U.S. Secretary of State Mike Pompeo said the Trump administration’s goal is to remove Iran and its proxies from Syria, and it will use assistance to Syria as an incentive to do so.
That formula is likely to disappoint Israel, where security and government officials have held out for a more forceful U.S. role in evicting Iran and Hezbollah, its allied Lebanese militia, from Syria after seven years of civil war. Iran and Hezbollah backed the Assad regime in repressing the uprising, costing as many as 500,000 lives and creating millions of refugees.
Pompeo told the Jewish Institute for National Security Affairs at its annual conference on Wednesday that a Trump administration goal was a “peaceful resolution to the Syria conflict and a removal of all Iranian and Iranian backed forces in Syria.”
“The onus for expelling Iran from the country falls on the Syria government,” Pompeo said. “If Syria does not ensure the total withdrawal of Iranian troops it will not receive one single dollar for reconstruction.”
Syria’s government has not received any money from the United States for years if not decades, instead relying for assistance on Iran and Russia, so it’s not clear what leverage U.S. assistance would provide.
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Pompeo’s statement suggests that the Trump administration has eschewed for now a military effort to oust Iran’s forces, or even exerting pressure on Russia, the preeminent power in Syria, to force out Iran and Hezbollah. Russia has indicated that it will go no further than keeping Iranian troops 60 miles from Syria’s southwest border with Israel. Israel has said that a continued Iranian presence in Syria is unacceptable.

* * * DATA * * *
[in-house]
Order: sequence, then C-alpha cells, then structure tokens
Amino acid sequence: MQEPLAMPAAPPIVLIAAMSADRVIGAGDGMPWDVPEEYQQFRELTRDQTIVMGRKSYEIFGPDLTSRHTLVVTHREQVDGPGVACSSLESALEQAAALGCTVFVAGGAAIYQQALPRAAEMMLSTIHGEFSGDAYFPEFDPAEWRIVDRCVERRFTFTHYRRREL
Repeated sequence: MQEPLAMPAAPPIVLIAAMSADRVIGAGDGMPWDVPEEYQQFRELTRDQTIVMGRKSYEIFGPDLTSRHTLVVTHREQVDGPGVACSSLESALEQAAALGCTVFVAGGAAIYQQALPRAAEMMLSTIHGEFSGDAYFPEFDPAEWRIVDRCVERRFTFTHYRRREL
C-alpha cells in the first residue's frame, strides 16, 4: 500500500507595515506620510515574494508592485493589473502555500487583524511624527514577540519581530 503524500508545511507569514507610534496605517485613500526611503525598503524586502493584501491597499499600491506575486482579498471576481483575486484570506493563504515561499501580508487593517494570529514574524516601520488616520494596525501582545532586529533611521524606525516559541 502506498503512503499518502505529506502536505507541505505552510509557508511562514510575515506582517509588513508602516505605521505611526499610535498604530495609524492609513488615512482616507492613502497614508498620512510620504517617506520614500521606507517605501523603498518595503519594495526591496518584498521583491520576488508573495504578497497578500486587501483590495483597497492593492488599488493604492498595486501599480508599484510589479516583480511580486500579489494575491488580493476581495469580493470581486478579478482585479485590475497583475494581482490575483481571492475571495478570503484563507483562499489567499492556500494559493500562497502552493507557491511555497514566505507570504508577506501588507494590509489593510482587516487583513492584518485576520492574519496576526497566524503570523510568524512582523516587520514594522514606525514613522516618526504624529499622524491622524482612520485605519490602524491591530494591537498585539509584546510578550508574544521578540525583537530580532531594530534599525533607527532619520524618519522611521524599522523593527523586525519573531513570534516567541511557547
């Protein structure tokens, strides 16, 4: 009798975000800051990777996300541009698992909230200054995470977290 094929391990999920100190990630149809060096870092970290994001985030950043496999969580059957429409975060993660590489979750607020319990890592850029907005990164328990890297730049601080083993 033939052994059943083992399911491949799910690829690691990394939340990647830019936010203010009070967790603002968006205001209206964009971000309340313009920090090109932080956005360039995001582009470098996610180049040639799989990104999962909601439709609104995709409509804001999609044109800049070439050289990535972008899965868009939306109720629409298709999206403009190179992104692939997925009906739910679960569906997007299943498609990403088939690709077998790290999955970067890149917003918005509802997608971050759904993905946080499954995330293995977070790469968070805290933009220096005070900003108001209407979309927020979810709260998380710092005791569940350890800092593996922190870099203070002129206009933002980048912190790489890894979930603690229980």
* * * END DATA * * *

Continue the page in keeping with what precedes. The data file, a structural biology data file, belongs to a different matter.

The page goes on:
There are also longstanding laws against U.S. money going to the Assad regime; it’s not clear how the Trump administration would circumvent these were the Assad regime to accept the offer, nor is it clear how the weakened Syrian army would oust Iran and Hezbollah.
Pompeo said the United States would defend Israel’s right to act in Syria to contain Iran. “We’ll stand up for its right to target Iranian backed targets in Syria,” he said.
Also appearing at JINSA’s annual conference were top officers from all branches of the U.S. military, Israeli Ambassador Ron Dermer, and top foreign policy Republicans in the Senate, including Tom Cotton of Arkansas and Lindsey Graham of South Carolina.